Five Java network programming titles landed on my doorstep for this review:
Java Network Programming, by Elliotte Rusty Harold (O'Reilly)
Java Network Programming, by Merlin and Conrad Hughes, Michael Shoffner, and Maria Winslow (Manning, an imprint of Prentice-Hall)
Advanced Java Networking, by Prashant Sridharan (Prentice-Hall)
Java Networking and Communications, by Todd Courtois (Prentice-Hall)
- Java Networking and AWT API SuperBible, by Nataraj Nagaratnam, Brian Maso, and Arvind Srinivasan (Waite)
Before I review the books in detail, let's quickly look at each book's main attributes:
|Table 1: Java network programming books overview|
|Java Network Programming (O'Reilly)||Java Network Programming (Manning)||Advanced Java Networking||Java Networking and Communications||Java Networking and AWT API SuperBible|
|Pages, Chapters (Appendices)||422, 15 (0)||519, 29 (4)||366, 12 (2)||317, 8 (1)||930, 13 (6)|
|Index||Very Good||Poor||Very Poor||Poor||Very Good|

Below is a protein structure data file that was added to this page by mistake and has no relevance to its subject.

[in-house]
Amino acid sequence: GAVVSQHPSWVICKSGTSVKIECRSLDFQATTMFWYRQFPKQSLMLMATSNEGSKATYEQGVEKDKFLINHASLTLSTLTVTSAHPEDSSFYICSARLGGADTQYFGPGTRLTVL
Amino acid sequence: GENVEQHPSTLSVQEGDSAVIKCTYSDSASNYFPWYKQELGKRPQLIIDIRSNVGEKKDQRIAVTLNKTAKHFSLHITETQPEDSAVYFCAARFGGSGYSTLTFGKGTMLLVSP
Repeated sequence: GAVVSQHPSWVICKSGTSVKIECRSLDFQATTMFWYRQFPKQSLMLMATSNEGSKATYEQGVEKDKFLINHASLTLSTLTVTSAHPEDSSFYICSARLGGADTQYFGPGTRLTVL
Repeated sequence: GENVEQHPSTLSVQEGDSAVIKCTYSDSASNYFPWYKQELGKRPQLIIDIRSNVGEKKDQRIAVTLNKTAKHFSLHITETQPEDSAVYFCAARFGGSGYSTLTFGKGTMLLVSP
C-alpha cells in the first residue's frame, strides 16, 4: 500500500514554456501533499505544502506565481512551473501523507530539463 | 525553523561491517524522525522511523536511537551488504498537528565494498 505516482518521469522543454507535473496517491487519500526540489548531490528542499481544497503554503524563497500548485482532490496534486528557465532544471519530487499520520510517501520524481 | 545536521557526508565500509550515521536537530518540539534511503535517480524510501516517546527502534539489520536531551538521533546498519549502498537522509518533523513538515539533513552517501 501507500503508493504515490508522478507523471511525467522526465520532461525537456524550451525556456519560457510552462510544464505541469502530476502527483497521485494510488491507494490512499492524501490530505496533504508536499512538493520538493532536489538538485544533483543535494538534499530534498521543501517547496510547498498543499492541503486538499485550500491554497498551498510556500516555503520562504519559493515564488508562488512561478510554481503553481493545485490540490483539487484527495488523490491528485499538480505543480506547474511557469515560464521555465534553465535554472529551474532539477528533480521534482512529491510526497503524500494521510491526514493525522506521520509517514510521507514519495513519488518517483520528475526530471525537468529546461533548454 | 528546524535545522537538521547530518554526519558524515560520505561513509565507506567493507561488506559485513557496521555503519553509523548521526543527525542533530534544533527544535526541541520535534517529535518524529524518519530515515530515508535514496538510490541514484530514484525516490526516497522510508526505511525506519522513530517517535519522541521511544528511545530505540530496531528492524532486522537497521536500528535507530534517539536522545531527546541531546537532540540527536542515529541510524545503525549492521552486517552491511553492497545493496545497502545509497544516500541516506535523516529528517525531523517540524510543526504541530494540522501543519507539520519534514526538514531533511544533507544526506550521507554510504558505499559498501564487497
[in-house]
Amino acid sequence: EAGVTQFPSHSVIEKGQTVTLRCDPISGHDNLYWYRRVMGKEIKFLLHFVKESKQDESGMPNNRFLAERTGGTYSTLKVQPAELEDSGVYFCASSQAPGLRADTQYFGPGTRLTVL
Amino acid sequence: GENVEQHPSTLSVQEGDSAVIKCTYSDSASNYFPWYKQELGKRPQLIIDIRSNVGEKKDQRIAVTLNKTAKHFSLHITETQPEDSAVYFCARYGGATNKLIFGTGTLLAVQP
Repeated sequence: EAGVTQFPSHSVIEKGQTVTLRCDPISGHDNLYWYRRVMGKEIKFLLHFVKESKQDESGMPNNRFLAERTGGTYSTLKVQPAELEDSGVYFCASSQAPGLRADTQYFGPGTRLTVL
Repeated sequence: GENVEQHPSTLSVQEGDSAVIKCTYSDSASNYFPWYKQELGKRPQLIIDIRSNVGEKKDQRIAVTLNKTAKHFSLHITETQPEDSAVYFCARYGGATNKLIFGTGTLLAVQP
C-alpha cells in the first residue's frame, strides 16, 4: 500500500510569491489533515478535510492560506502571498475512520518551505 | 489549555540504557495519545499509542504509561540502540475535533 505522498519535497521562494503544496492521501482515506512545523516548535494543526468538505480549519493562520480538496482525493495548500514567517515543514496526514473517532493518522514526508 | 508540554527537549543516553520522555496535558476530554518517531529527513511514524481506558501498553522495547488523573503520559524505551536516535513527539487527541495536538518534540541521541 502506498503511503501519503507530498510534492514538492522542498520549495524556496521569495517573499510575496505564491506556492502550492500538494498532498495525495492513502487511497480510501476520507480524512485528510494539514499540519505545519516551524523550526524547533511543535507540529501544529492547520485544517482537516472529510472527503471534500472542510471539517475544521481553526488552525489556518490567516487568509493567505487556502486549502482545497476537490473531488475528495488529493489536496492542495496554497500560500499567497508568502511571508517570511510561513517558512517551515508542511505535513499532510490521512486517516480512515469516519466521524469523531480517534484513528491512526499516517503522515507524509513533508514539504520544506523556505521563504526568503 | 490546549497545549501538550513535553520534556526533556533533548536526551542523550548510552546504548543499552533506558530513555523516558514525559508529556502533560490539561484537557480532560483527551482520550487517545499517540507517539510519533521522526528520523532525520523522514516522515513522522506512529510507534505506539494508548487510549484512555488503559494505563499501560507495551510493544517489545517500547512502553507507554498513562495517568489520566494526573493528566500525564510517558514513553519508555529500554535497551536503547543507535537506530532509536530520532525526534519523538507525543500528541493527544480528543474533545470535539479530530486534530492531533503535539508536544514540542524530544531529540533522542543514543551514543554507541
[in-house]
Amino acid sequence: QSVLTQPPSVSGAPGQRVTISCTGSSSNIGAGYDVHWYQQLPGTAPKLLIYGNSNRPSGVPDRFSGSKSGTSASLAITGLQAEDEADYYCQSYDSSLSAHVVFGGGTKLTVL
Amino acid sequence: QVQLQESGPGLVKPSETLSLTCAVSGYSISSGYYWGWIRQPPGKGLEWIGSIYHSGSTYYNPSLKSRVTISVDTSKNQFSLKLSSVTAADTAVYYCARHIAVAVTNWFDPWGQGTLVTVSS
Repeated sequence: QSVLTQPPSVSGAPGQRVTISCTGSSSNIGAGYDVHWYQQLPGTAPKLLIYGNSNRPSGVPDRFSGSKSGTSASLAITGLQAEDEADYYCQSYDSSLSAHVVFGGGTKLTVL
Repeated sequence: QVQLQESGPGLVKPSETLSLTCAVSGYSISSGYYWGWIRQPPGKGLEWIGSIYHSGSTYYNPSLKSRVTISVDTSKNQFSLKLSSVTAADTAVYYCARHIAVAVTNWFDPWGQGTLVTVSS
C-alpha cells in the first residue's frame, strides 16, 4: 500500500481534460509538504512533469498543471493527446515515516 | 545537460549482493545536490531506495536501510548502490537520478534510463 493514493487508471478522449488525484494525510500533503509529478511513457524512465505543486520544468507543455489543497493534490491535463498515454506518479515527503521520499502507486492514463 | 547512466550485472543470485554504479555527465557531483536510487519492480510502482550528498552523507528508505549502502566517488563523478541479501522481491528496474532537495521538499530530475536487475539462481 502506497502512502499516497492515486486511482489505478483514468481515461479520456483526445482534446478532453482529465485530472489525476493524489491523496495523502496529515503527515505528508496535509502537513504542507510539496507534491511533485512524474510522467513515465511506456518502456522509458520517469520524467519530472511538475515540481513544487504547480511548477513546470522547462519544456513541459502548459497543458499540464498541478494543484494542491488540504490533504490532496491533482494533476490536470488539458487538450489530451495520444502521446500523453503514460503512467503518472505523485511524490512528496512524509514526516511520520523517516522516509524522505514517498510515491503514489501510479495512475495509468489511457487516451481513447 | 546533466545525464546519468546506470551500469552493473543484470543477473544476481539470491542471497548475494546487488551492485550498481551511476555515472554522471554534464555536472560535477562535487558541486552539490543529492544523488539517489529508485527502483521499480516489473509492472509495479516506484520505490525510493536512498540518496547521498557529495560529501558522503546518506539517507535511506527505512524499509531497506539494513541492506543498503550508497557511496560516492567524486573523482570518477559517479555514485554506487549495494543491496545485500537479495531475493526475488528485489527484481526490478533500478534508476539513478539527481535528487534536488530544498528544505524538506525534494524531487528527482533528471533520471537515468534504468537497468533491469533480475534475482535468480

|CD-ROM||No (but source on FTP site)||Yes||Yes||Yes||Yes|
|RMI||Very Good||Average||Very Good||None||None|
The last few attributes require some explanation:
The Object-Orientation attribute indicates to what extent the author(s) of the respective book used Java the way it is meant to be used: in an object-oriented way. Good Java books, whatever their focus, enforce good object-oriented practices. Inferior books use Java as if it were C or Pascal; that is, in a procedural way. Networking applications are very good candidate applications that benefit from being designed and implemented using object-orientation, so a good Java network programming book requires a strong emphasis on object-oriented analysis, design, and programming (OOA, OOD, and OOP).
The TCP/IP attribute indicates to what extent the book gives you a thorough TCP/IP primer. Personally, I would expect such a primer in any Java networking book; yet none of the books in this review dwell much on the internals of TCP/IP. But don't let this particular oversight worry you; the whole point of Internet programming using Java is that the API lifts you to such heights of abstraction that much of the IP, UDP, and TCP protocol details disappear. If you're like me, and you still want to know how the Internet works "under the hood," then you should invest in the classic (and excellent) TCP/IP bible TCP/IP Illustrated, Volume 1 - The Protocols by W. Richard Stevens (Addison-Wesley).